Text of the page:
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notwithstanding all the hazards to which it may expose them, and has declared, that unless we "confess him before men," he will not acknowledge us before his heavenly Father; it certainly behoves all Christians to take this, as well as every other method, of declaring, in a public manner, their profession of Christianity. Moreover, as baptism is generally administered in infancy, and is not the act of the person baptized, it seems necessary that there should be some public act, by which those who are baptized in their infancy should openly, and in their own persons, declare themselves Christians; and the most proper manner of doing this is certainly the receiving of the Lord's supper.

According to the custom of the primitive church, a custom so ancient and uncontroverted, as, with me, to carry sufficient evidence of its having been an apostolical one, all persons who are baptized, children as well as others, should receive the Lord's supper. It is nothing less than the revival of this custom that will secure a general attendance upon this ordinance; and no objection can be made to it, except what may, with equal strength, be made to bringing children to public worship at all, since they are as incapable of understanding the one as the other. Nor would this ancient and useful custom have been ever laid aside, if it had not been for the introduction of a train of superstitious notions, which made this plain and simple ordinance appear continually more mysterious and awful; till, at length, the monstrous doctrine of transubstantiation was completely established.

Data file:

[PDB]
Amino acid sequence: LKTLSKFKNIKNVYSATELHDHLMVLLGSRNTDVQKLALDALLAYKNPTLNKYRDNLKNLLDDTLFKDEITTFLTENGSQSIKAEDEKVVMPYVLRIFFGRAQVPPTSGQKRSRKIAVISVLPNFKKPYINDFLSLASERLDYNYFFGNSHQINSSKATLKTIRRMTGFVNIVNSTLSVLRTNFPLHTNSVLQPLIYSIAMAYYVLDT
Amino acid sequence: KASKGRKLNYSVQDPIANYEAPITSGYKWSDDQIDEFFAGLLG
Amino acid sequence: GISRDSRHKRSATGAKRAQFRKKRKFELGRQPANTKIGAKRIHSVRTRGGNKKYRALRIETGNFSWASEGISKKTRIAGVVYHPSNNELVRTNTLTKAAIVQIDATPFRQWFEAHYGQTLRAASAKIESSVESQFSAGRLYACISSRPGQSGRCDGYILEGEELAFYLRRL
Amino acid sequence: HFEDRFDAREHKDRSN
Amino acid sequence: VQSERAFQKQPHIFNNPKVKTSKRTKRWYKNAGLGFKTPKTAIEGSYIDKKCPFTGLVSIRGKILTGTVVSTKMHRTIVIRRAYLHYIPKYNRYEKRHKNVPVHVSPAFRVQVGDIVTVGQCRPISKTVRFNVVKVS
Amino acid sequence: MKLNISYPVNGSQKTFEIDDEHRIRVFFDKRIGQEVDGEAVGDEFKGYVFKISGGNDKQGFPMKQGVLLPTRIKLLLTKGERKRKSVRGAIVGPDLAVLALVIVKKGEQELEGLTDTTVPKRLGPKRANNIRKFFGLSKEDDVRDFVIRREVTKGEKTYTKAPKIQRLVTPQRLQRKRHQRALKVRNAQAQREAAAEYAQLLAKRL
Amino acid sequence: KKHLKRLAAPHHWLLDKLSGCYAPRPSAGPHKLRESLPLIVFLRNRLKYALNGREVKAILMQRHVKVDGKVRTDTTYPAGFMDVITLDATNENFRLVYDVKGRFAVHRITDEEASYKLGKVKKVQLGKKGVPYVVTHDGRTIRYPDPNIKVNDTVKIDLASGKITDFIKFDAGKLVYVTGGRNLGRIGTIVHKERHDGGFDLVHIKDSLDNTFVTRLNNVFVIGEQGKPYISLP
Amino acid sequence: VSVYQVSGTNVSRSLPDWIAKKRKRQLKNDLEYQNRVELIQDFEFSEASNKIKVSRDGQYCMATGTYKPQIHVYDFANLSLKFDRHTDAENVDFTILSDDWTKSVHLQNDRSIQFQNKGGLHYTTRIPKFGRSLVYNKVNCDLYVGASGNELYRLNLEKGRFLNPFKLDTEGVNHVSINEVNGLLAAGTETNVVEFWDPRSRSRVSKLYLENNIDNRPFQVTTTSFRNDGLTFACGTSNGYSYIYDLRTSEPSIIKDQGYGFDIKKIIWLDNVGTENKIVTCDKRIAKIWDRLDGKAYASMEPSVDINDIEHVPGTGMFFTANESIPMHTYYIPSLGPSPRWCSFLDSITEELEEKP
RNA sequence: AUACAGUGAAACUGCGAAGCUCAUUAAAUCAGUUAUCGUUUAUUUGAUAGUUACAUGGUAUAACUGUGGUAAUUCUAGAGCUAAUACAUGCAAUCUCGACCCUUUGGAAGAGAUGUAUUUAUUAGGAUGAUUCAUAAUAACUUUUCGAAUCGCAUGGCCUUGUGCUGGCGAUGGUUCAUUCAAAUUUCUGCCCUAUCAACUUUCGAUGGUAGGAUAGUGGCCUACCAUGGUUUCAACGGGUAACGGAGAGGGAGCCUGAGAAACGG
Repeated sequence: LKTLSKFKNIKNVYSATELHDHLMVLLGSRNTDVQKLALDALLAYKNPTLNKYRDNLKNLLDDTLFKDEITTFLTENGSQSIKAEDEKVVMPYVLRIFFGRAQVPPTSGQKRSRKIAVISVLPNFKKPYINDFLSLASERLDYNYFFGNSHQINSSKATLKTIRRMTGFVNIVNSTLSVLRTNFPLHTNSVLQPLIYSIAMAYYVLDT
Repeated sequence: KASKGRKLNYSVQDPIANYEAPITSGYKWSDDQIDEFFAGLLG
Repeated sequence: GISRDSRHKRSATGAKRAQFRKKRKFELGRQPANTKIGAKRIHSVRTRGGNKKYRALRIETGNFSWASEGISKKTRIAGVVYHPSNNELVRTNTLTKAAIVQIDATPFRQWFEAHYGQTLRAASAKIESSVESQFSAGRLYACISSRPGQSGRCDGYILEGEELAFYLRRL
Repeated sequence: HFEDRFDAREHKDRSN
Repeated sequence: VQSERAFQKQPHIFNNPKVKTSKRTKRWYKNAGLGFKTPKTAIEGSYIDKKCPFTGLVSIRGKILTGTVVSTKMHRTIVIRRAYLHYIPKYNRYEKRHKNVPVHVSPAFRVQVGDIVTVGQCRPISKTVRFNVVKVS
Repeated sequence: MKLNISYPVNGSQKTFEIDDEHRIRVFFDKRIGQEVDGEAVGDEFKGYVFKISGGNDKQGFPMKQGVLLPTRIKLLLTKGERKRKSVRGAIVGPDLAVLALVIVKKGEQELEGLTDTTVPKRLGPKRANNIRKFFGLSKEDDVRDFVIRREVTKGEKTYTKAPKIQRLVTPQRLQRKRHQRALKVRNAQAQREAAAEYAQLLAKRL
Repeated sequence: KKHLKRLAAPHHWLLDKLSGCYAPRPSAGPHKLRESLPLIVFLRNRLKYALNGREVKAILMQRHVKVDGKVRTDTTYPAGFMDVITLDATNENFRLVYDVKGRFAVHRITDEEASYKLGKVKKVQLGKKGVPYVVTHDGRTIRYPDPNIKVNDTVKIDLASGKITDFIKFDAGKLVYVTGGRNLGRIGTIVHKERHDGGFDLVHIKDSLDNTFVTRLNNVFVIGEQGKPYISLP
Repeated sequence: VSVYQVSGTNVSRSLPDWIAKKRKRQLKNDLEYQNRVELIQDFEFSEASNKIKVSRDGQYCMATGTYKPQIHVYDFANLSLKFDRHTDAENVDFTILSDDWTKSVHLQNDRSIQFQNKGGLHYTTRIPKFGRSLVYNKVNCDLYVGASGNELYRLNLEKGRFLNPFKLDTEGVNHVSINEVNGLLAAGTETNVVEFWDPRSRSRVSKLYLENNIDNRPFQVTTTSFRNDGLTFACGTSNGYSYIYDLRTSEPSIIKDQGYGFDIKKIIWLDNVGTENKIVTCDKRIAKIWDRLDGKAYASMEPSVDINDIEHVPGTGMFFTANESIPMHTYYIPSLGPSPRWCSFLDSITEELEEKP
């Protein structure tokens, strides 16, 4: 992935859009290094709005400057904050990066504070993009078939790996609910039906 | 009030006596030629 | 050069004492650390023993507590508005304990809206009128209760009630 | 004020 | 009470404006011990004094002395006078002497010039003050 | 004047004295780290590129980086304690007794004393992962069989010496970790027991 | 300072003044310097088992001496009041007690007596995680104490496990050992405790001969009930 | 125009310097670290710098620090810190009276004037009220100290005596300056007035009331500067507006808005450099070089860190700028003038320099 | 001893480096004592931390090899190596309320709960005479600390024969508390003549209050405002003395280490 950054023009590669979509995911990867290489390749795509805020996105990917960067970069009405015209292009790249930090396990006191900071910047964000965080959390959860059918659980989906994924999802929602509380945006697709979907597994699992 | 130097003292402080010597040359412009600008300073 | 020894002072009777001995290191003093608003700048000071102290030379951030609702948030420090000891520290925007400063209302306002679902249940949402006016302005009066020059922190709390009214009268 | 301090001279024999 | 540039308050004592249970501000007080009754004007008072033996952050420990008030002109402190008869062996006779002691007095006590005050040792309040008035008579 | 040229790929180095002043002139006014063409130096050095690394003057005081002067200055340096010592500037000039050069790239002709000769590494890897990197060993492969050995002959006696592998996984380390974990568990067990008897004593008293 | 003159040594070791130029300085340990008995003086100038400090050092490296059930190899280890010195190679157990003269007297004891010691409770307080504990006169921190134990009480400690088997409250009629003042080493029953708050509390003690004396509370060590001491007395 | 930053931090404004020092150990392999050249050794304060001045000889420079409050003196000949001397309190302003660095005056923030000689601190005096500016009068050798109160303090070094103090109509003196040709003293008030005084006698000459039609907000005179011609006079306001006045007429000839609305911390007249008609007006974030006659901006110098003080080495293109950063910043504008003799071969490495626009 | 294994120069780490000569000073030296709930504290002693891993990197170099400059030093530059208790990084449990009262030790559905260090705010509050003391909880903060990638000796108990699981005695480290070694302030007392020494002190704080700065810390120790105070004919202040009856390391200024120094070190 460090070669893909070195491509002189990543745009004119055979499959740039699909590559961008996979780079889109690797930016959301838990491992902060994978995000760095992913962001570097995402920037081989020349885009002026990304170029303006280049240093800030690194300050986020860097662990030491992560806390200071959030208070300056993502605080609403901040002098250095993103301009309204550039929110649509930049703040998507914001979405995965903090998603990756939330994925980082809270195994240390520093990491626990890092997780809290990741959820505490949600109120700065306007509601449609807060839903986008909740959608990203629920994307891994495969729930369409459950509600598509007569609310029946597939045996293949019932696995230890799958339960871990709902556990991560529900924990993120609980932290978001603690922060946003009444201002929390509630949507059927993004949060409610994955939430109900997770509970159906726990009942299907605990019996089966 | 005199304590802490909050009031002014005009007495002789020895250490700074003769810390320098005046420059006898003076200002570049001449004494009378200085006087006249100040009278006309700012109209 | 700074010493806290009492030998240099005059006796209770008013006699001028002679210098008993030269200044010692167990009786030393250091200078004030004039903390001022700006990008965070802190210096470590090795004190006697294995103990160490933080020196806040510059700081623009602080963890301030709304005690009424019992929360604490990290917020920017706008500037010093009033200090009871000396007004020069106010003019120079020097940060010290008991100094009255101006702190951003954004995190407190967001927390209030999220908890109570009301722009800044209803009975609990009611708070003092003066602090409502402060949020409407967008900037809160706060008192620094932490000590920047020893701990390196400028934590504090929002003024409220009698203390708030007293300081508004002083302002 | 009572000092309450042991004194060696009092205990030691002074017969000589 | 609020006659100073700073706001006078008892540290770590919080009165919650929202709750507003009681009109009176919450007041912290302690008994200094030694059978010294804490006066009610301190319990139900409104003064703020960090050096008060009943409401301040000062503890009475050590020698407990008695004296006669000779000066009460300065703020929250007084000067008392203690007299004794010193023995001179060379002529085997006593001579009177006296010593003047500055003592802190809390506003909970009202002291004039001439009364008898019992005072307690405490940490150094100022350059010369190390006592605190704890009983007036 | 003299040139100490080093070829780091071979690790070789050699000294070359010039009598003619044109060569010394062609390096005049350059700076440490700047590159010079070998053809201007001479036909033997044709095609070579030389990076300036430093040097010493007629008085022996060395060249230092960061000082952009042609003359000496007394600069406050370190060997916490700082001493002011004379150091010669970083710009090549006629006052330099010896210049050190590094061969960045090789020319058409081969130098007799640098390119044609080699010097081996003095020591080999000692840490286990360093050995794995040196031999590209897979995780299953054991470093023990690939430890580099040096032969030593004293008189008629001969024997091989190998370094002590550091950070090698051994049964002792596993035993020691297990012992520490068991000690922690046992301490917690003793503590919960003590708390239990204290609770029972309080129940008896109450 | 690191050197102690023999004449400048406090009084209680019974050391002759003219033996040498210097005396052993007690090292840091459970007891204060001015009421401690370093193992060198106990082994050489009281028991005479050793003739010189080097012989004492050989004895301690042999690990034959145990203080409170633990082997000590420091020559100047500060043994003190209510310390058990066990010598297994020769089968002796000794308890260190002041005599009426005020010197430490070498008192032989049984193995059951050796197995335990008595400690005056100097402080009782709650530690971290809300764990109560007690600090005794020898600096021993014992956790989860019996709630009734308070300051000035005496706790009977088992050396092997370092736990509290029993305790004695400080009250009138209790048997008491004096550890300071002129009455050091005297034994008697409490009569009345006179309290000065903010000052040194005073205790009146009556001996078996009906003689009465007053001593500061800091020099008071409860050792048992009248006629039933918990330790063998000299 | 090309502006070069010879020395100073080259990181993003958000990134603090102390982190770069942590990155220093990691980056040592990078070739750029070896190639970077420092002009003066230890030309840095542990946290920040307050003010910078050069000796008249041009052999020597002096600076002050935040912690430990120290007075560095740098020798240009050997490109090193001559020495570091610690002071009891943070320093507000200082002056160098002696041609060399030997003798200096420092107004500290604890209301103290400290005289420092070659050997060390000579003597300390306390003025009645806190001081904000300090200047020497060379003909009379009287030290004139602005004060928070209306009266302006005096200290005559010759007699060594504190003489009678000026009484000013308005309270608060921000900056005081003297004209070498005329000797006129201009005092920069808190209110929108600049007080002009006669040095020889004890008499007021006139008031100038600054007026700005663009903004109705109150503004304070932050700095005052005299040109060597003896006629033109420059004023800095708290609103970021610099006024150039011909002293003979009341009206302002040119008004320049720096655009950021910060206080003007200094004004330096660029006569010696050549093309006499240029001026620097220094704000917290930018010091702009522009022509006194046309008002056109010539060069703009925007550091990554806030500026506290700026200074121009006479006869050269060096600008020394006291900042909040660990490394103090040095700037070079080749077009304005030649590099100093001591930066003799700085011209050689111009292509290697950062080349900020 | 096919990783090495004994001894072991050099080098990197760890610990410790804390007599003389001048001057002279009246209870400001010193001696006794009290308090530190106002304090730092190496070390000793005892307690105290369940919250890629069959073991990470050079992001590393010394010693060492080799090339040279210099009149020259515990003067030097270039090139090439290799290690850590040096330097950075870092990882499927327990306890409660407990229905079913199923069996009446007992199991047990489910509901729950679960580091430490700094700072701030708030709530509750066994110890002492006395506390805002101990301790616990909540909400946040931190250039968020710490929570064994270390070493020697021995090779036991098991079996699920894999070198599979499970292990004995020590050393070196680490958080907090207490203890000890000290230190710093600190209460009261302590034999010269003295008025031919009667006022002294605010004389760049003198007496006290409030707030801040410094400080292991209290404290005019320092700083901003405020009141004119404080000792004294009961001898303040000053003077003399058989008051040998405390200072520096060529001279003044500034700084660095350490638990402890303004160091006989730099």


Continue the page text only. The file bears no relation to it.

Indeed, it is not a little remarkable, that the custom of giving the eucharist to children, was not finally abolished in any place till that doctrine had obtained the full sanction of the church of Rome; and that it maintains its ground to this very day, in all those Christian churches which were never subject to that anti-christian power, whose spiritual usurpations and corruptions of the gospel have been immense, and have extended to almost every thing belonging to it.

Such, and so simple, is the Christian rite of the Lord's Supper. For surely, then, all who have any value for Christianity will attend upon it, as wearing the proper badge of their profession. Be the moral use of this rite more or less, or even nothing at all, yet that it was appointed to be observed by one who had a right to appoint it, viz. the Founder of our faith, cannot be questioned.